Apple expands its commitment to privacy and puts the user in control of their data

Apple expands its commitment to privacy through new features that put users in control of their data, such as transparency in app tracking and privacy sheets, as the company announced to coincide with the Day of Data Protection, which is celebrated on January 28.

Likewise, to raise awareness about the importance of data protection, the American company has created the short film ‘A Day in the Life of an Average Person’s Data’, with the collaboration of Nick Mohammed, actor of the Apple TV+ series Ted Lasso, and will offer free workshops in its stores -within its ‘Today at Apple’ program- to teach users to protect their personal information.

This new 30-minute session will be available in Apple Stores around the world and will help Apple users learn more about features such as ‘Mail Privacy Protection’, ‘Security Check’, location services and access keys. In it, attendees will learn how to customize these features based on their privacy preferences.

“We created ‘Today at Apple’ to spark our customers’ creativity and help them get the most out of Apple products and their features,” said Tracey Hannelly, Apple’s senior director of Marketing and Business Initiatives, who recalls Apple’s history. as a “privacy leader”.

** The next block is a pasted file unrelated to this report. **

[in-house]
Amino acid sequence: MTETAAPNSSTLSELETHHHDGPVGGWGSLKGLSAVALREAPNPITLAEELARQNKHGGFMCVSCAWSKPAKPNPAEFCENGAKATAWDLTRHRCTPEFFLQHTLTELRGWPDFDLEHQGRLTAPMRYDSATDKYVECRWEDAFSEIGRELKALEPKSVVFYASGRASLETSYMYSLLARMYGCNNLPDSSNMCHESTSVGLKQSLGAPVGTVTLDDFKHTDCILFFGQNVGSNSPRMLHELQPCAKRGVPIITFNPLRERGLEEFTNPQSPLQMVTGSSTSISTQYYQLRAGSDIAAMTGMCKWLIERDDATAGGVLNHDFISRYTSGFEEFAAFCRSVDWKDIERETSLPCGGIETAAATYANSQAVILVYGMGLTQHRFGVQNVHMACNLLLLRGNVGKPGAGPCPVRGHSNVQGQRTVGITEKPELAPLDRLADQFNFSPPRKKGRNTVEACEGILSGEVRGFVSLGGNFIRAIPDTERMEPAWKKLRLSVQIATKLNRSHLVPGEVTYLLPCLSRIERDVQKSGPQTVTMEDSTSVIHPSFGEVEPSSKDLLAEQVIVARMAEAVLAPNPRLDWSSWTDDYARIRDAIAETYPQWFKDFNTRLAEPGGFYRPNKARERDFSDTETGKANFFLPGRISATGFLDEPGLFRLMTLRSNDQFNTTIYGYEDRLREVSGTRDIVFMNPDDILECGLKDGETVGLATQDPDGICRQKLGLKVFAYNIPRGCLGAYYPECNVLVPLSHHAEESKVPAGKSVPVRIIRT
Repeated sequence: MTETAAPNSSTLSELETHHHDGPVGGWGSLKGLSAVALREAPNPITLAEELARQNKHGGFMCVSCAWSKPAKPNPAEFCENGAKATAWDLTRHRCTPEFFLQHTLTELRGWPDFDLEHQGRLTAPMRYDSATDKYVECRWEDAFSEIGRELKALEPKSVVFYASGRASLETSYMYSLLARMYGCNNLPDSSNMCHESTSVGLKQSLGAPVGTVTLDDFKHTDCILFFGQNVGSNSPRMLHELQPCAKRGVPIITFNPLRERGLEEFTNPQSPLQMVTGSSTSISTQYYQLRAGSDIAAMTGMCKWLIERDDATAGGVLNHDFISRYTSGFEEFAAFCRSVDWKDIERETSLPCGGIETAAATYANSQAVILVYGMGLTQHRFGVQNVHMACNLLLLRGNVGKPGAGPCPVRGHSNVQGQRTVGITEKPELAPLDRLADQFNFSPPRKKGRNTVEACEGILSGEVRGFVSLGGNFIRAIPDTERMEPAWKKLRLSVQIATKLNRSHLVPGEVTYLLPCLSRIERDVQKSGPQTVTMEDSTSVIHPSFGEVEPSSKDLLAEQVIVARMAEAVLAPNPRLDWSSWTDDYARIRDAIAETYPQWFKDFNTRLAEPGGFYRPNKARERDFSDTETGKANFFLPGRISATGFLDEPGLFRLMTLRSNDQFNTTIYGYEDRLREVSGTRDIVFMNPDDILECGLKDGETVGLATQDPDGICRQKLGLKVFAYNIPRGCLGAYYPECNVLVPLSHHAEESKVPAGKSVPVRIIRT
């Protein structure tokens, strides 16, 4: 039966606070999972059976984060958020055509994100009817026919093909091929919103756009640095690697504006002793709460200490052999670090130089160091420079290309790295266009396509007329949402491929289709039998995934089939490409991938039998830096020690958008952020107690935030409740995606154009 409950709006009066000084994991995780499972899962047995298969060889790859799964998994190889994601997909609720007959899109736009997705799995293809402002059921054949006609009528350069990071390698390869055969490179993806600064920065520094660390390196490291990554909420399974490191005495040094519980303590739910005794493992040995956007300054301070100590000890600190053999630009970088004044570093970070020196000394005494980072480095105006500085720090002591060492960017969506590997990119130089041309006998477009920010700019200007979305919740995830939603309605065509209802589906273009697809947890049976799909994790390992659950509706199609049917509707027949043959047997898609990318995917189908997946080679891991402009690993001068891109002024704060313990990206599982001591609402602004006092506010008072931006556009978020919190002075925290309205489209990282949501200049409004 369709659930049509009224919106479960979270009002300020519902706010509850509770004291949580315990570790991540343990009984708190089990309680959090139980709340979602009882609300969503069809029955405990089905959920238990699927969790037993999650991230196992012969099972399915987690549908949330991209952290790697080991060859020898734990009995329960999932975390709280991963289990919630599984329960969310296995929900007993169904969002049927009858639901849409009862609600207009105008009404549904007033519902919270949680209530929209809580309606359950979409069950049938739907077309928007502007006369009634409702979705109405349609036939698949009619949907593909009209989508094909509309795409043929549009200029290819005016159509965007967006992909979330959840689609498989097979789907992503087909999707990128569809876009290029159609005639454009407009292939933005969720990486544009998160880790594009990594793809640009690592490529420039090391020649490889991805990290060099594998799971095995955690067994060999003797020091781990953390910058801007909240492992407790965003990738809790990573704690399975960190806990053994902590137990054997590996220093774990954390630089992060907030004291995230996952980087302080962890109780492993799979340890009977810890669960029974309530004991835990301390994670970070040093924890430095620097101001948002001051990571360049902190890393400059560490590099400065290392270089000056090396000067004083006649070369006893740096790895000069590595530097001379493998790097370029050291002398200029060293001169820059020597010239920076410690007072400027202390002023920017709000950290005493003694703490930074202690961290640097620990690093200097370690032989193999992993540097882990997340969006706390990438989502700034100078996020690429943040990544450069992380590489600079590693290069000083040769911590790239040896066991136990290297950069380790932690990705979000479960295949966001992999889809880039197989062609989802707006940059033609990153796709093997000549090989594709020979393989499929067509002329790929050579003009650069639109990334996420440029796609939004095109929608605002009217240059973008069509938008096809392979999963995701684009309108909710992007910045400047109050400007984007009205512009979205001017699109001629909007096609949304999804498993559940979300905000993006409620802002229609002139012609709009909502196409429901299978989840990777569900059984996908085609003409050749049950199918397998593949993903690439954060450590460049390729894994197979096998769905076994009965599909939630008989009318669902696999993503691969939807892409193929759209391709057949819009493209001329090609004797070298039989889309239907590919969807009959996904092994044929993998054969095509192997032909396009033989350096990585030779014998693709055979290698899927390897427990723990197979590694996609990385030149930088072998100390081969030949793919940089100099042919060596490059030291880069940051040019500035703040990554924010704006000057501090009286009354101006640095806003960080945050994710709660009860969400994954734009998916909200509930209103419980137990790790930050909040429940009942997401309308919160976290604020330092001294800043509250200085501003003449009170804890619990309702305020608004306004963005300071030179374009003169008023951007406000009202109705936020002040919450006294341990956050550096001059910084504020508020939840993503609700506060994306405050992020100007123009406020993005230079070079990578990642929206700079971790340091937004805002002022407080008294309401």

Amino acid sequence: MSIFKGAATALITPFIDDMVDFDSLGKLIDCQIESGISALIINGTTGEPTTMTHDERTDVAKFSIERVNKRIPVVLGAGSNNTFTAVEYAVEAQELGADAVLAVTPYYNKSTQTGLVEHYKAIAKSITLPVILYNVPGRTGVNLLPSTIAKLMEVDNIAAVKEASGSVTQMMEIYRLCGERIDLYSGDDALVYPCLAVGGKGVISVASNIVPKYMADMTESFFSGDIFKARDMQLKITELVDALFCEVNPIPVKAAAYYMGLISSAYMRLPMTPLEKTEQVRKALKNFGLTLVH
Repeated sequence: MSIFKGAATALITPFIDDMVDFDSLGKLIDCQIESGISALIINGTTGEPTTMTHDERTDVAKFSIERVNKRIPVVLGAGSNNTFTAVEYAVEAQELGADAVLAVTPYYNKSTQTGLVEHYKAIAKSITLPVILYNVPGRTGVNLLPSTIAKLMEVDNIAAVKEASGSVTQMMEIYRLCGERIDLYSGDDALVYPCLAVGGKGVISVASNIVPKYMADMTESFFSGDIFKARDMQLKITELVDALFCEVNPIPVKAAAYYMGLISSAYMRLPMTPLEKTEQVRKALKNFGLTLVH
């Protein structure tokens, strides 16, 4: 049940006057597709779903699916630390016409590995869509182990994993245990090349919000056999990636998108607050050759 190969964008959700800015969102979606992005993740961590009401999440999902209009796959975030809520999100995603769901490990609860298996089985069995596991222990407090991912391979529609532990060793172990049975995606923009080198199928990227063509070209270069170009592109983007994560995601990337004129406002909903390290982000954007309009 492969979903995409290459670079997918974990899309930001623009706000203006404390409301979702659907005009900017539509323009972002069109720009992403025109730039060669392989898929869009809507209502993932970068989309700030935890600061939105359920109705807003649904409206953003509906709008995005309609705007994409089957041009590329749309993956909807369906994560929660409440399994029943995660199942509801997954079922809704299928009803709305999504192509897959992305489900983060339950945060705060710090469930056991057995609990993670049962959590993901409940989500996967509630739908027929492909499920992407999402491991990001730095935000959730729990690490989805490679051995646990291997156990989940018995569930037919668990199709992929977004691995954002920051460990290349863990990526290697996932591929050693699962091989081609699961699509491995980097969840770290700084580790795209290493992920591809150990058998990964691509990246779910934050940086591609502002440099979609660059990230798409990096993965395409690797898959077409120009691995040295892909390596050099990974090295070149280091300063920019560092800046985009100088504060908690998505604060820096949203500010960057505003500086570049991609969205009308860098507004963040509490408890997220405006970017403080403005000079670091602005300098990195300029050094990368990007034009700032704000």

Security update with iOS 16

Apple products and features include innovative privacy technologies that limit outside access to your data. In this way, the company explains that -for example- trackers do not keep track of users in Safari, the Health ‘app’ keeps their records safe and Siri adapts to their needs without knowing who they are.

Apple believes that privacy is an integral aspect of its products and services, and the latest update to iOS 16 adds new tools to help users control their data more effectively, including an ‘App Safety Report’ the ‘smartphone’ identifies the permissions that have been granted to the different applications and gives the user the option to revert them, among other new functions.

“Apple’s goal is to design devices, features and services that give users full control of their personal data,” adds Erik Neuenschwander, Apple’s director of User Privacy. “Year after year, we have added powerful privacy controls to our operating systems. This film and new Today at Apple sessions will teach users how to take advantage of the features we put in their hands and how we put privacy at the heart of everything we do,” he added. (Portaltic/EP)